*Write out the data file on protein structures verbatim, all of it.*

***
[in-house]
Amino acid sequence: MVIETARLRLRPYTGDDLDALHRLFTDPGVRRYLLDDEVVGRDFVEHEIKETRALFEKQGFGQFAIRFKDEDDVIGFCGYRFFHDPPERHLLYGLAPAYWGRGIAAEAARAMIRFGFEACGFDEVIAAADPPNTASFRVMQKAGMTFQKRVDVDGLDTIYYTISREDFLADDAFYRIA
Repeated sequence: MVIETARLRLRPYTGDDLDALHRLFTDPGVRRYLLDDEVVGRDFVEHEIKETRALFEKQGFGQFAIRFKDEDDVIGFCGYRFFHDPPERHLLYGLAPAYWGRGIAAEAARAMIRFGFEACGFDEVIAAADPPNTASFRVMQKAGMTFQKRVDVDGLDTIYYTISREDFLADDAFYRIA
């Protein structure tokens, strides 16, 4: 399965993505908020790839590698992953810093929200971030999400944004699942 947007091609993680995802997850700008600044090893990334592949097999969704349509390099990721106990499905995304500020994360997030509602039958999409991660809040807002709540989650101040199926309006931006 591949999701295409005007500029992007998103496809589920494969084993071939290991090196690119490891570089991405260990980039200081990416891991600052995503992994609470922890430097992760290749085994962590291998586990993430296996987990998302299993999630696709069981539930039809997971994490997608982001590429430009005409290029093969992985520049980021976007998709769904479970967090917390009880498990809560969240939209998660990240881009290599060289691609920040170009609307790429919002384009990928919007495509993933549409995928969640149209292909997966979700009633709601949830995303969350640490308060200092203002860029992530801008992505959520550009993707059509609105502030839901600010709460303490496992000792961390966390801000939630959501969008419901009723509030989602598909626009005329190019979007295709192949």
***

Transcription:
[in-house]
Amino acid sequence: MVIETARLRLRPYTGDDLDALHRLFTDPGVRRYLLDDEVVGRDFVEHEIKETRALFEKQGFGQFAIRFKDEDDVIGFCGYRFFHDPPERHLLYGLAPAYWGRGIAAEAARAMIRFGFEACGFDEVIAAADPPNTASFRVMQKAGMTFQKRVDVDGLDTIYYTISREDFLADDAFYRIA
Repeated sequence: MVIETARLRLRPYTGDDLDALHRLFTDPGVRRYLLDDEVVGRDFVEHEIKETRALFEKQGFGQFAIRFKDEDDVIGFCGYRFFHDPPERHLLYGLAPAYWGRGIAAEAARAMIRFGFEACGFDEVIAAADPPNTASFRVMQKAGMTFQKRVDVDGLDTIYYTISREDFLADDAFYRIA
């Protein structure tokens, strides 16, 4: 399965993505908020790839590698992953810093929200971030999400944004699942 947007091609993680995802997850700008600044090893990334592949097999969704349509390099990721106990499905995304500020994360997030509602039958999409991660809040807002709540989650101040199926309006931006 591949999701295409005007500029992007998103496809589920494969084993071939290991090196690119490891570089991405260990980039200081990416891991600052995503992994609470922890430097992760290749085994962590291998586990993430296996987990998302299993999630696709069981539930039809997971994490997608982001590429430009005409290029093969992985520049980021976007998709769904479970967090917390009880498990809560969240939209998660990240881009290599060289691609920040170009609307790429919002384009990928919007495509993933549409995928969640149209292909997966979700009633709601949830995303969350640490308060200092203002860029992530801008992505959520550009993707059509609105502030839901600010709460303490496992000792961390966390801000939630959501969008419901009723509030989602598909626009005329190019979007295709192949």